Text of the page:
Westward Expansion and Indian Removal

Only available on StudyMode
  • Download(s) : 416
  • Published : October 5, 2010
Open Document
Text Preview
America is often considered one of the most wealthy and powerful countries in the world. The United States is associated with global reverence and respect; however, could a nation so great preserve indigenous societies continuously impeding the country’s potential growth without giving up on aspirations of success and expansion? Would our country exist as the power symbol it is today without certain actions that removed the barriers preventing American expansion and growth? Although the aboriginal people of America had claimed their land before the settlement of white colonists, the Native Americans proved an impediment towards the ultimate growth in America’s economic and commercial power. However harsh the treatment of Native Americans in the past was, the relocation and removal of the Natives was a necessary action, allowing the United States with the global status it possesses today. The relocation movements of Native Americans during the period of Western Expansion, though at times inhumane and cruel, were crucial for the ultimate growth and development of America. Even preceding the major acts of Indian removal enforced during the American Expansion movement, the United States had recognized the economic and commercial potential in the possession of Western territory. Since the arrival of the first colonists to America, petty disputes existed between the natives and settlers over territorial boundaries. Over the decades, American settlers had gradually pushed Native Americans deeper into the West, forcing them to relocate and reside further westward. However, even prior to the major Western Expansionist campaign and its subsequent Native American relocation movements, Americans had acknowledged the great economic potential in the acquirement of Western lands. President Thomas Jefferson expressed the ubiquitous American curiosity towards the land residing past the Mississippi river, which at the time marked the western boundary of the United States, by...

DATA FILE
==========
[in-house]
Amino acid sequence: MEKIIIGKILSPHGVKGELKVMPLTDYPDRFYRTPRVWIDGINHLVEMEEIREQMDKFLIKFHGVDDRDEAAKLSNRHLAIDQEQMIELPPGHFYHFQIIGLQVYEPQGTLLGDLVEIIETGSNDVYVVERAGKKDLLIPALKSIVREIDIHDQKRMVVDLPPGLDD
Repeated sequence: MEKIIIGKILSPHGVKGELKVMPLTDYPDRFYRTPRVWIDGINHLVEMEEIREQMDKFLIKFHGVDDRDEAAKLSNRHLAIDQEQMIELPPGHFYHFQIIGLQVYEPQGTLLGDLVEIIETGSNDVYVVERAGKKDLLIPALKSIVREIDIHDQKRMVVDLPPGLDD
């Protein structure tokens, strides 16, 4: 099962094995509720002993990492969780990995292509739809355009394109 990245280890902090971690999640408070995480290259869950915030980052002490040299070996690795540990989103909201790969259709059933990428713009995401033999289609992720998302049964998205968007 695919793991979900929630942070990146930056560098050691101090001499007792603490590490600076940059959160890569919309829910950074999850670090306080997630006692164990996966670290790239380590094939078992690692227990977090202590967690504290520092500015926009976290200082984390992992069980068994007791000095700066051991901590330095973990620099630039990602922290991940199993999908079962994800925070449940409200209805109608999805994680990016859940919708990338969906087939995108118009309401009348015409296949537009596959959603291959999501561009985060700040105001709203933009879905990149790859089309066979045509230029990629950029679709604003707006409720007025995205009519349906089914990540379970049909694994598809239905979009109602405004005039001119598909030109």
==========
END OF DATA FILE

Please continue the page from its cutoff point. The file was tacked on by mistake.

tracking img